KUWAIT: Large numbers of domestic helpers in Kuwait experience various problems with their sponsors that may sometimes go as far as having them immediately deported without them even getting paid. The problem also transcends those who work in their employers’ households, as it also affects a sizeable number of laborers who came to Kuwait on ‘Article 20’ visas given to domestic helpers which they had paid visa traffickers to obtain.
In this regard, a number of Asian laborers told local Arabic daily Al-Qabas that they came to Kuwait on domestic helper visas while in reality they do other jobs and live far from their sponsors’ houses, noting that they struggle daily just to make enough money to pay up to KD 1,000 which each of them had borrowed to obtain a visa to work in Kuwait.
“The problem does not only lie in the fact that sponsors do not have jobs for us, but some of them do not pay our monthly salaries,” said some helpers, noting that they have no protection except from the domestic helpers department, which usually investigates the matter then takes proper action to get them paid and deported. “However, we usually remain on the street until the complaint is attended to,” they added.
Further, the workers said that they usually come to Kuwait and are left to find jobs on their own as porters or constructions workers, getting paid KD 5-7 daily while taking the risk of being arrested by inspection teams and deported for violating residency laws. “Deportation is a real problem as we always remain the prime suspect, while sponsors refuse to answer when we call them,” the workers added, pointing out the problems they face when they want to transfer their residency visas.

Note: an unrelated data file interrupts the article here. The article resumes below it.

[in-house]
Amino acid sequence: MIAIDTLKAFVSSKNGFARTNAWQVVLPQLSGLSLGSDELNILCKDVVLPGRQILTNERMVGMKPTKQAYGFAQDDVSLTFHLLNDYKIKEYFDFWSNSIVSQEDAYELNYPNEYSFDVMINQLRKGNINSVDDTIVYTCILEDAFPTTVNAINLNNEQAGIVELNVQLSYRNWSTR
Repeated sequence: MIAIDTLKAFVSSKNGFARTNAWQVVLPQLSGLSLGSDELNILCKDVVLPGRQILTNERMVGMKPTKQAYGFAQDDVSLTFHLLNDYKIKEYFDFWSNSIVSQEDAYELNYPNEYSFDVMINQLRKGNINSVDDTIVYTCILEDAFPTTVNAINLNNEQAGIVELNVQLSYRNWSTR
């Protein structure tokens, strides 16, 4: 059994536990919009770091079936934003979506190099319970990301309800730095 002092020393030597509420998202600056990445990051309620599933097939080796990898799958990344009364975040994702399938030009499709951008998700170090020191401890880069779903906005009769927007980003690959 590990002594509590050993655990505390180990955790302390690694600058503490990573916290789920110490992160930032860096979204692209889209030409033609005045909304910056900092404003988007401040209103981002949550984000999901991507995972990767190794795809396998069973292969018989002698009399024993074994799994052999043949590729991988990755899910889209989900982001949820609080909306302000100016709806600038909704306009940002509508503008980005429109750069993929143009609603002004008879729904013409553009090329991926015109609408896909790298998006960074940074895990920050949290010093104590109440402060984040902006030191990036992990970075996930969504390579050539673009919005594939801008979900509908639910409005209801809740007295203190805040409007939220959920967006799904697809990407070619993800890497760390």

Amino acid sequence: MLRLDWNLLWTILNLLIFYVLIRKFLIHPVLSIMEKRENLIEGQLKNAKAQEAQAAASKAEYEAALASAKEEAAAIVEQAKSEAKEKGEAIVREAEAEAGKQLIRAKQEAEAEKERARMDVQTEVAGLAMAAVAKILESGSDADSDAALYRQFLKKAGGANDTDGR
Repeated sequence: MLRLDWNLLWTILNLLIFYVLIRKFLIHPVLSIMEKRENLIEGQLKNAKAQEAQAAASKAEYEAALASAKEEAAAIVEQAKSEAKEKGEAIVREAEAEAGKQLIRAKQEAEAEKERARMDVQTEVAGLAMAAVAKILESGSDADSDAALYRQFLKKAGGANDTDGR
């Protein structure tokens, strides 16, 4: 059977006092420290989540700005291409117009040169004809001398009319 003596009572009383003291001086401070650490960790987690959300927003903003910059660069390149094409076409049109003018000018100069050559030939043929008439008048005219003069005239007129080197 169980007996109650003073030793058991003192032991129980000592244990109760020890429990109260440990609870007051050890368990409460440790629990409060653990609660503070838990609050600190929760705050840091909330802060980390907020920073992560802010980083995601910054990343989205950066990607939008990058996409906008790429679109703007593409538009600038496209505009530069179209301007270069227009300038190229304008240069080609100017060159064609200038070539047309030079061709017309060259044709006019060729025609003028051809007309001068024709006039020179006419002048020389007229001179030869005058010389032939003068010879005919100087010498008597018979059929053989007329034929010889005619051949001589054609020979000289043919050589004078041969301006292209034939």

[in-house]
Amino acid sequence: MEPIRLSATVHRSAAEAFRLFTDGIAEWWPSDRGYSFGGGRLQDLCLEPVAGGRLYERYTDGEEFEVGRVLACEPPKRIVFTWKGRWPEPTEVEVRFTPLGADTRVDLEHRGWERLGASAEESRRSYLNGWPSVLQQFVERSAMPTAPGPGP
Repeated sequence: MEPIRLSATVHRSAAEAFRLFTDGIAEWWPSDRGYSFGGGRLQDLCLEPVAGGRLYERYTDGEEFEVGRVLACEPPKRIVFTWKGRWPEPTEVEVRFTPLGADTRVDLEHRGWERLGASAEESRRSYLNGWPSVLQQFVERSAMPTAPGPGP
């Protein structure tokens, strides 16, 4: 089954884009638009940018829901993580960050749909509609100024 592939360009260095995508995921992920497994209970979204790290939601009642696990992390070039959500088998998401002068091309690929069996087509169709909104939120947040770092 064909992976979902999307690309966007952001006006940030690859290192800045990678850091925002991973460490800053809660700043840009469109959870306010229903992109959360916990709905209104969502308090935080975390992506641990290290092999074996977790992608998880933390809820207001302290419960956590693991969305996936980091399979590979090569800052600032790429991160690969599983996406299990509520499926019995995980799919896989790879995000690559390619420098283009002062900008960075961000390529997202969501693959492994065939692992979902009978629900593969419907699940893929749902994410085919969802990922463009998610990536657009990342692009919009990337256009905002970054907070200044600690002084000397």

Visa traffickers often target laborers seeking to work in the oil-rich Gulf region, and offer to ‘sell’ them visas for prices that range between KD 500 and KD 1,000 for a one-year visa, which they have to pay again annually for renewal. Workers in that case are mostly uninformed about Kuwait’s regulations that bans transferring a domestic helper’s visa into an ‘Article 18’ visa for private sector employees. “Before referring the arrested ones among us for fingerprints pending deportation, Kuwaiti authorities are ought to question those who brought us to Kuwait in the first place. They should allow us to transfer to other sponsors instead of deporting us,” one worker lamented.
Notably, statistics showed that 21 of those who were issued visas as domestic helpers hold PhD degrees, in addition to one with a Master’s degree which they had to disregard only to come to Kuwait using the first available visas. In addition, governmental statistics also revealed that contrary to popular belief, 53 percent of domestic helper visa holders in Kuwait are actually males, hired as drivers, chefs and other works.
In the meantime, Minister of State for Economic Affairs Mariam Al-Aqeel hailed the Public Authority for Manpower’s role to provide all forms of protection and support to laborers experiencing problems with their sponsors. Aqeel explained that special teams comprising 34 employees were formed to deal with domestic helpers’ affairs and follow up all related issues at the administrative support, domestic helpers disputes, inspection and license registration departments. She also noted that the teams are responsible to protect sponsors rights.